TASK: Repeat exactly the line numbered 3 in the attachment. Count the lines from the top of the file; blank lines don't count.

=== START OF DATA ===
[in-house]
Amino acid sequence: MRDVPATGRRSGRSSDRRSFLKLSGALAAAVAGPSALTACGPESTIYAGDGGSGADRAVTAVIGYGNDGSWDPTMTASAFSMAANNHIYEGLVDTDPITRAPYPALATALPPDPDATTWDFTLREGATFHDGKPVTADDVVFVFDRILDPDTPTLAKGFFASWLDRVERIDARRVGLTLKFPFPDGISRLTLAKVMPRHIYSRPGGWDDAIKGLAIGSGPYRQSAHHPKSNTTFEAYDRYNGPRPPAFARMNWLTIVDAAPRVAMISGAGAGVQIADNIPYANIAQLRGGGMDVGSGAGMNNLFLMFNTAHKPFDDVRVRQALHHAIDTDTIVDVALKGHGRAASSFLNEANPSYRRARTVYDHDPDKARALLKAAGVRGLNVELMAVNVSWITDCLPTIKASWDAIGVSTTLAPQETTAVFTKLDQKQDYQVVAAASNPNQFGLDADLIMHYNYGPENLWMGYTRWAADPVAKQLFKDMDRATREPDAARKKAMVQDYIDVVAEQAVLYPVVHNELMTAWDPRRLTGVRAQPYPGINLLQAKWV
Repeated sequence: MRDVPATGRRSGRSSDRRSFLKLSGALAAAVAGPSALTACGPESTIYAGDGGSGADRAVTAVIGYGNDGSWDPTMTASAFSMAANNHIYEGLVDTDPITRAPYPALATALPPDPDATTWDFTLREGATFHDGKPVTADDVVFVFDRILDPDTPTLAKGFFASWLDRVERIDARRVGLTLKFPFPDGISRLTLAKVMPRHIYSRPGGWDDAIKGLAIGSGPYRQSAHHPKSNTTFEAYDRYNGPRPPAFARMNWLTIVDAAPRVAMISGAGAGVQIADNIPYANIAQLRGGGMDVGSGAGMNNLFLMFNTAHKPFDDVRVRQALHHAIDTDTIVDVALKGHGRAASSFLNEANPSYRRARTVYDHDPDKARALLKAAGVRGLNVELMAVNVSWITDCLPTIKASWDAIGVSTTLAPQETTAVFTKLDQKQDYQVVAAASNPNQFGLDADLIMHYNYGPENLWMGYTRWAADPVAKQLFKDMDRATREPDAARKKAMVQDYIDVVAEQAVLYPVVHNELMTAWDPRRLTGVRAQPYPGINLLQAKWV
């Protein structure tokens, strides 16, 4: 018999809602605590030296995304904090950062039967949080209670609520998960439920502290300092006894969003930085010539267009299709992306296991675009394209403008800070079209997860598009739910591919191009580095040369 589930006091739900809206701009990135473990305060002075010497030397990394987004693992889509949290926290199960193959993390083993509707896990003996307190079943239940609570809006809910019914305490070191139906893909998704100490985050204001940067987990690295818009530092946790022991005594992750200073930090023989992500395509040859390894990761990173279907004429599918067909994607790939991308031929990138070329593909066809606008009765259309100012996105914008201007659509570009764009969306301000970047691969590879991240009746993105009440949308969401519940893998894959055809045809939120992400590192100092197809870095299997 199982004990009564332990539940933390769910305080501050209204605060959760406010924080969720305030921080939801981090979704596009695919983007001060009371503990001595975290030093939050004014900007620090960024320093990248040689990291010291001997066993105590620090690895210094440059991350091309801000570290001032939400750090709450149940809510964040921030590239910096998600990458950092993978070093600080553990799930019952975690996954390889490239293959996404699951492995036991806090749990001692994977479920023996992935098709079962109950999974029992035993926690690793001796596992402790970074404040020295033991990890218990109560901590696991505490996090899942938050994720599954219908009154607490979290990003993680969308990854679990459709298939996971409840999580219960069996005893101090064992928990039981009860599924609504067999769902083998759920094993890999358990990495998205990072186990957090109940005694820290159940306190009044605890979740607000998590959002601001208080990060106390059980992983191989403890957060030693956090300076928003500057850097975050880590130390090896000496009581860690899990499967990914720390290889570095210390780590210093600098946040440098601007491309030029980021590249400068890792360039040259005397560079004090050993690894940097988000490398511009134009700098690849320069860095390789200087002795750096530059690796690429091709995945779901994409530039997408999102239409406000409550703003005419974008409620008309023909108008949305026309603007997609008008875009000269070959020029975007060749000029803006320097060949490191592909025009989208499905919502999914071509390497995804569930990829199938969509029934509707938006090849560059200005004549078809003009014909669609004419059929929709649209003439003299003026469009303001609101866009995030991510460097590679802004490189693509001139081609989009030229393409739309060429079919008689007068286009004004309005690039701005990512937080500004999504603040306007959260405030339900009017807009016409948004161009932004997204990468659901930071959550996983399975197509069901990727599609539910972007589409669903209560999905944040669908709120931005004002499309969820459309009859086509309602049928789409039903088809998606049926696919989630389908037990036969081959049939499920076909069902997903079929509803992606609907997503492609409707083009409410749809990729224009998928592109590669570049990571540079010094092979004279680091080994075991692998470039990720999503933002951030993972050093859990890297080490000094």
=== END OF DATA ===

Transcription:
Repeated sequence: MRDVPATGRRSGRSSDRRSFLKLSGALAAAVAGPSALTACGPESTIYAGDGGSGADRAVTAVIGYGNDGSWDPTMTASAFSMAANNHIYEGLVDTDPITRAPYPALATALPPDPDATTWDFTLREGATFHDGKPVTADDVVFVFDRILDPDTPTLAKGFFASWLDRVERIDARRVGLTLKFPFPDGISRLTLAKVMPRHIYSRPGGWDDAIKGLAIGSGPYRQSAHHPKSNTTFEAYDRYNGPRPPAFARMNWLTIVDAAPRVAMISGAGAGVQIADNIPYANIAQLRGGGMDVGSGAGMNNLFLMFNTAHKPFDDVRVRQALHHAIDTDTIVDVALKGHGRAASSFLNEANPSYRRARTVYDHDPDKARALLKAAGVRGLNVELMAVNVSWITDCLPTIKASWDAIGVSTTLAPQETTAVFTKLDQKQDYQVVAAASNPNQFGLDADLIMHYNYGPENLWMGYTRWAADPVAKQLFKDMDRATREPDAARKKAMVQDYIDVVAEQAVLYPVVHNELMTAWDPRRLTGVRAQPYPGINLLQAKWV